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Journal of Aging Research
Volume 2012 (2012), Article ID 287438, 12 pages
http://dx.doi.org/10.1155/2012/287438
Research Article

Social Activity and Cognitive Functioning Over Time: A Coordinated Analysis of Four Longitudinal Studies

1Department of Psychology, University of Victoria, P.O. Box 3050 STN CSC, Victoria, BC, Canada V8W 3P5
2Harborview Medical Center and General Internal Medicine, University of Washington, Box 359780, 325 Ninth Avenue, Seattle, WA 98104, USA
3Department of Psychology, California State University, Los Angeles, 5151 State University Drive, Los Angeles, CA 90032, USA
4Department of Food and Nutrition, and Sport Science and Department of Psychology, University of Gothenburg, P.O. Box 100, SE 405 30 Gothenburg, Sweden
5Department of Psychology, University of Gothenburg, P.O. Box 500, SE 405 30 Gothenburg, Sweden
6Bedford Veterans Affairs Medical Center, Massachusetts General Hospital, Harvard Medical School, 200 Springs Rd, Bedford, MA 01730, USA
7Department of Psychology and Neurology, University of South Florida, 4202 E. Fowler Avenue, Tampa, FL 33620, USA
8Center for Biomedical Imaging, Medical University of South Carolina, 68 President St, MSC 120, Charleston, SC 29425, USA
9Andrus Gerontology Center and Leonard Davis School of Gerontology, University of Southern California, Los Angeles, CA 90089-0191, USA
10Department of Psychiatry and Behavioral Sciences, University of Washington, 180 Nickerson, Suite 206, Seattle, WA 98109, USA
11Department of Psychology, University of Alberta, P-217 Biological Sciences Building, Edmonton, AB, Canada T6G 2E9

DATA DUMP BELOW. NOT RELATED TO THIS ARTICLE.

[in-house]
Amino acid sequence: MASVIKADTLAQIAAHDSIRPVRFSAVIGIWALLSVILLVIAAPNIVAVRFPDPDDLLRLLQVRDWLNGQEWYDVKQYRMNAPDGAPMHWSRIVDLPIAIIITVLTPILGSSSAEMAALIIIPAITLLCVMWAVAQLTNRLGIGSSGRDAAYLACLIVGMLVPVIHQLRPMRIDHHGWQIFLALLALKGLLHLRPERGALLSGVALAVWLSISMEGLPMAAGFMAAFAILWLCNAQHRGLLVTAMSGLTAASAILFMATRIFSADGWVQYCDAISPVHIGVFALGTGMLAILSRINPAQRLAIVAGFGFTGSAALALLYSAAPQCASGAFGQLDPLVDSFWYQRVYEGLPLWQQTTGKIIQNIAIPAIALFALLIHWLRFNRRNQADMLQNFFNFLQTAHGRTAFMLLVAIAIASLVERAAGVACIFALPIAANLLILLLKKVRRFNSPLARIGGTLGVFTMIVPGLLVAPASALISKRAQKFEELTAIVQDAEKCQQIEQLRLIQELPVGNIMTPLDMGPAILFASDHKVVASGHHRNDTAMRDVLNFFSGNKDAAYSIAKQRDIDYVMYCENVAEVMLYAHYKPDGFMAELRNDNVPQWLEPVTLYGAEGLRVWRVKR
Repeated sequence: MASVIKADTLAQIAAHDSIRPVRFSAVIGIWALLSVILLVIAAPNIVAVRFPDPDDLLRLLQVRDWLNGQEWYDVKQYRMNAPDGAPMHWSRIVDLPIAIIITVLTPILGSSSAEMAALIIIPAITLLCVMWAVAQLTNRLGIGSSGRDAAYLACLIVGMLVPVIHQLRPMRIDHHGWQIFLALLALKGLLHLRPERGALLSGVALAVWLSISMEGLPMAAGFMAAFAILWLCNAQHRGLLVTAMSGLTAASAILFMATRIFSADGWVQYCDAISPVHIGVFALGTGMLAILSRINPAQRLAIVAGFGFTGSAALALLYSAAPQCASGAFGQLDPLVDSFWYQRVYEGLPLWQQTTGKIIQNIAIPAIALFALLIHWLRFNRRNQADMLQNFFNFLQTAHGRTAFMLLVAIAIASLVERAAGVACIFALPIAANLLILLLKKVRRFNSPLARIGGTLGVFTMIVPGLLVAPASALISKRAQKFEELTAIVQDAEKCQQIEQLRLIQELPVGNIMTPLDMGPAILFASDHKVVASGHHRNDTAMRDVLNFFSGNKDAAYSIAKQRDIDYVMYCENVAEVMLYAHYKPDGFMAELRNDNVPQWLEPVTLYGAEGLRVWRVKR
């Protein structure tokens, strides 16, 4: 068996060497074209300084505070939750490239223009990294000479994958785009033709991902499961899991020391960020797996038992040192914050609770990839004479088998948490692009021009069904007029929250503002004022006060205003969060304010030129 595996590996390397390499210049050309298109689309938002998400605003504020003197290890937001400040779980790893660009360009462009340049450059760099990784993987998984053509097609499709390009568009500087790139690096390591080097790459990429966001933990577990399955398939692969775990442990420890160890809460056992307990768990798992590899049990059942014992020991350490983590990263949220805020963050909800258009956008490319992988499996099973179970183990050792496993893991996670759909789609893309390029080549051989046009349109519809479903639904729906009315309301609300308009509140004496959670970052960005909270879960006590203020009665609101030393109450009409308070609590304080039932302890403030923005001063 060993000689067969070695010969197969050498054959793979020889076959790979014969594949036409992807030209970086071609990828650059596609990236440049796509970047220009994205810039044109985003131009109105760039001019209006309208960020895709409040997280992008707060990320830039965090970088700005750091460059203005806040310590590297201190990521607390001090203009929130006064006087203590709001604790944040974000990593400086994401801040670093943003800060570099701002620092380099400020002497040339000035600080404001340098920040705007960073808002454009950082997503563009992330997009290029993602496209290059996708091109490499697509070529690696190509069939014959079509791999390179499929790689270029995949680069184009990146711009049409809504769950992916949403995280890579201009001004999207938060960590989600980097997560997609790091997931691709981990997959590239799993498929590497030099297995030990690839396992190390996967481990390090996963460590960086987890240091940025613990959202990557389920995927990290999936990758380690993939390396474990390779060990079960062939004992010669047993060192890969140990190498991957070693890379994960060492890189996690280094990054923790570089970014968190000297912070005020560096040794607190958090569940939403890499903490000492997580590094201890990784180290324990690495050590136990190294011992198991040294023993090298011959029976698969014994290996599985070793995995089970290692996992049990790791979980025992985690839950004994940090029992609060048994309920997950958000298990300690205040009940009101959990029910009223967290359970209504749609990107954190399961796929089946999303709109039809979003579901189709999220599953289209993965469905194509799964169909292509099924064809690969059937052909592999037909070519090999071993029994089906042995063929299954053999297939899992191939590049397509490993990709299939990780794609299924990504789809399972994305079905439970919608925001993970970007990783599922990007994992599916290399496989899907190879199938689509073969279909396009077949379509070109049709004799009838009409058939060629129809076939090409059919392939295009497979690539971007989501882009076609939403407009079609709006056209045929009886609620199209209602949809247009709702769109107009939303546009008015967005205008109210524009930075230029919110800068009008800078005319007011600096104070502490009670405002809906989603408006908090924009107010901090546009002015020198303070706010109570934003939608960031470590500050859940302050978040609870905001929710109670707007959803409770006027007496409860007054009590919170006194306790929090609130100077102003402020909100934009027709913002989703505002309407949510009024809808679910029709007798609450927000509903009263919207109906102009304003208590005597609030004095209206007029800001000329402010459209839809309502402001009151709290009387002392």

12Davis Lawrence J. Ellison Ambulatory Care Center, University of California, 4860 Y Street, Ste 0100, Sacramento, CA 95817, USA

Received 30 March 2012; Accepted 30 July 2012

Academic Editor: Denis Gerstorf

Copyright © 2012 Cassandra L. Brown et al. This is an open access article distributed under the Creative Commons Attribution License, which permits unrestricted use, distribution, and reproduction in any medium, provided the original work is properly cited.

Abstract

Social activity is typically viewed as part of an engaged lifestyle that may help mitigate the deleterious effects of advanced age on cognitive function. As such, social activity has been examined in relation to cognitive abilities later in life. However, longitudinal evidence for this hypothesis thus far remains inconclusive. The current study sought to clarify the relationship between social activity and cognitive function over time using a coordinated data analysis approach across four longitudinal studies. A series of multilevel growth models with social activity included as a covariate is presented. Four domains of cognitive function were assessed: reasoning, memory, fluency, and semantic knowledge. Results suggest that baseline social activity is related to some, but not all, cognitive functions. Baseline social activity levels failed to predict rate of decline in most cognitive abilities. Changes in social activity were not consistently associated with cognitive functioning. Our findings do not provide consistent evidence that changes in social activity correspond to immediate benefits in cognitive functioning, except perhaps for verbal fluency.